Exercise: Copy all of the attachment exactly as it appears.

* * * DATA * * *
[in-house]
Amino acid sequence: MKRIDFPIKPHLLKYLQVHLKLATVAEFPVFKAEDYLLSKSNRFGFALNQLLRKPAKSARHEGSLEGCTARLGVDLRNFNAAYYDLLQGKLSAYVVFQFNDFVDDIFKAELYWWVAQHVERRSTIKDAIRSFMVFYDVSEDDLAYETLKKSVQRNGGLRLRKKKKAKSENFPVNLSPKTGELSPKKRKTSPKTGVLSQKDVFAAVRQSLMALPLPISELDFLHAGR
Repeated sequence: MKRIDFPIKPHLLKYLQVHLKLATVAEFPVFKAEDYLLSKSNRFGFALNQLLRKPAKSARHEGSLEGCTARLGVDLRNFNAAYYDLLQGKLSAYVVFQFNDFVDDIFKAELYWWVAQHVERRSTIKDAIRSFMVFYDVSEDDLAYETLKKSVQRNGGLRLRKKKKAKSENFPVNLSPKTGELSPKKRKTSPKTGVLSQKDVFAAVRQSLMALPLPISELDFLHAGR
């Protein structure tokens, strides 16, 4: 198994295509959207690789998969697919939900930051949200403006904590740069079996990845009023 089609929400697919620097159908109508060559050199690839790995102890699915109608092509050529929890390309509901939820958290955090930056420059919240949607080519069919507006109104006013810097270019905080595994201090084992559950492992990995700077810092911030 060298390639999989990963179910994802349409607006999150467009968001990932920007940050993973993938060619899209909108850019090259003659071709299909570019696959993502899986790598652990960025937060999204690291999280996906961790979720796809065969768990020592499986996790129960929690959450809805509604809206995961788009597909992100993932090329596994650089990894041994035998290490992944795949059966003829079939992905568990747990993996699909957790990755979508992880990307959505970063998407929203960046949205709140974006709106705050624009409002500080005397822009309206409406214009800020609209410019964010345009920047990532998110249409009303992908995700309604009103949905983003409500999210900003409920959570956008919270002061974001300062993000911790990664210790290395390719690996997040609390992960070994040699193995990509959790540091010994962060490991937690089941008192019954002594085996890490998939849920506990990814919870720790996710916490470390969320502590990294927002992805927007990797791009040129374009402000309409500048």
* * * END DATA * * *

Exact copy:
[in-house]
Amino acid sequence: MKRIDFPIKPHLLKYLQVHLKLATVAEFPVFKAEDYLLSKSNRFGFALNQLLRKPAKSARHEGSLEGCTARLGVDLRNFNAAYYDLLQGKLSAYVVFQFNDFVDDIFKAELYWWVAQHVERRSTIKDAIRSFMVFYDVSEDDLAYETLKKSVQRNGGLRLRKKKKAKSENFPVNLSPKTGELSPKKRKTSPKTGVLSQKDVFAAVRQSLMALPLPISELDFLHAGR
Repeated sequence: MKRIDFPIKPHLLKYLQVHLKLATVAEFPVFKAEDYLLSKSNRFGFALNQLLRKPAKSARHEGSLEGCTARLGVDLRNFNAAYYDLLQGKLSAYVVFQFNDFVDDIFKAELYWWVAQHVERRSTIKDAIRSFMVFYDVSEDDLAYETLKKSVQRNGGLRLRKKKKAKSENFPVNLSPKTGELSPKKRKTSPKTGVLSQKDVFAAVRQSLMALPLPISELDFLHAGR
């Protein structure tokens, strides 16, 4: 198994295509959207690789998969697919939900930051949200403006904590740069079996990845009023 089609929400697919620097159908109508060559050199690839790995102890699915109608092509050529929890390309509901939820958290955090930056420059919240949607080519069919507006109104006013810097270019905080595994201090084992559950492992990995700077810092911030 060298390639999989990963179910994802349409607006999150467009968001990932920007940050993973993938060619899209909108850019090259003659071709299909570019696959993502899986790598652990960025937060999204690291999280996906961790979720796809065969768990020592499986996790129960929690959450809805509604809206995961788009597909992100993932090329596994650089990894041994035998290490992944795949059966003829079939992905568990747990993996699909957790990755979508992880990307959505970063998407929203960046949205709140974006709106705050624009409002500080005397822009309206409406214009800020609209410019964010345009920047990532998110249409009303992908995700309604009103949905983003409500999210900003409920959570956008919270002061974001300062993000911790990664210790290395390719690996997040609390992960070994040699193995990509959790540091010994962060490991937690089941008192019954002594085996890490998939849920506990990814919870720790996710916490470390969320502590990294927002992805927007990797791009040129374009402000309409500048």